Blockchain technology has evolved at pace since. Several consensus protocols have emerged. The Bitcoin network used Proof of Work (PoW). Ethereum, Cardano, and others use the Proof-of-Stake model. Other chains use Delegated Proof of Stake. There are other, less-known protocols. Thus, the point is that blockchain, or decentralised ledger, has evolved and diversified ever since that seminal moment in 2008.
Decentralised ledgers, while versatile, do face some challenges, often referred to as the blockchain trilemma, a term coined by Ethereum’s creator Vitalik Buterin. The trilemma states that three pillars support a perfect blockchain: security, decentralisation, and scalability. Therefore, successful implementation is only possible for two out of these three elements. Adding a third would always be detrimental to the other two in one way or another.
Discussing the trilemma is beyond the scope of this piece, but awareness of it is important as background information, and to understand why sidechains are a key component in solving it.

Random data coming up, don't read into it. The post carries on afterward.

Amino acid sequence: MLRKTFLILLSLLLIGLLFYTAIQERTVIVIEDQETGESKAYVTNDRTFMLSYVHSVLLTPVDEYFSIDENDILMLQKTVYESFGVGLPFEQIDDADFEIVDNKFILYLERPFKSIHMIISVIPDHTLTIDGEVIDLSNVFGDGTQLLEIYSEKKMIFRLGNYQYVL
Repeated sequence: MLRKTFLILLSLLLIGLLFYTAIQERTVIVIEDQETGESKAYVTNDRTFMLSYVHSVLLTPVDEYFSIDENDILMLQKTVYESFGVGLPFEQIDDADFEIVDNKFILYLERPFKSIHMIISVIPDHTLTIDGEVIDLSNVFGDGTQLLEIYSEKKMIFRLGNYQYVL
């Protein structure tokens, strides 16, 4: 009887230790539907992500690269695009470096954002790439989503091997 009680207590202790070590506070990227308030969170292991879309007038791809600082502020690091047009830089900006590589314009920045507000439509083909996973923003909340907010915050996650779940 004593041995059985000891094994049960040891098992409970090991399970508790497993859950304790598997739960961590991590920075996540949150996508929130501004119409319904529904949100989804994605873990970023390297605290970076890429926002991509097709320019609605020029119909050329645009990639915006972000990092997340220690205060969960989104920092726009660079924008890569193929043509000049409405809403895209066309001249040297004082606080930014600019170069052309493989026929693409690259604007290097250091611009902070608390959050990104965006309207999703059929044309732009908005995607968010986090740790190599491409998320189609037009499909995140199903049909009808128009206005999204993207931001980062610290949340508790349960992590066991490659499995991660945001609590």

Defining layer 1 and layer 2 blockchain
In the context of blockchain architecture, people often mention the terms ‘layer 1’ and ‘layer 2’. These essential concepts serve a dual purpose: they explain how a blockchain network is constructed and provide a simple representation of what a blockchain network entails. Let’s explore these concepts a bit deeper.
The best way to represent layer 1 is by imagining a multiple-tiered wedding cake, at the bottom of which is a stand. This stand is the layer that supports the rest of the cake. In other words, layer 1 acts as the stand for the cake, providing support for the infrastructure built on top of it.
But there is a problem. The stand is only of a certain size, and cannot be made any bigger. It can only hold a certain amount of cake slices. How to solve this problem?
How about adding a second layer (layer 2) on top of the base layer? With a second layer, we have more cake, without having to make the base (layer 1) any bigger. We have scaled the cake, haven’t we? And that second layer is completely independent of the base. It can have a different frosting, different flavour, different decoration, etc.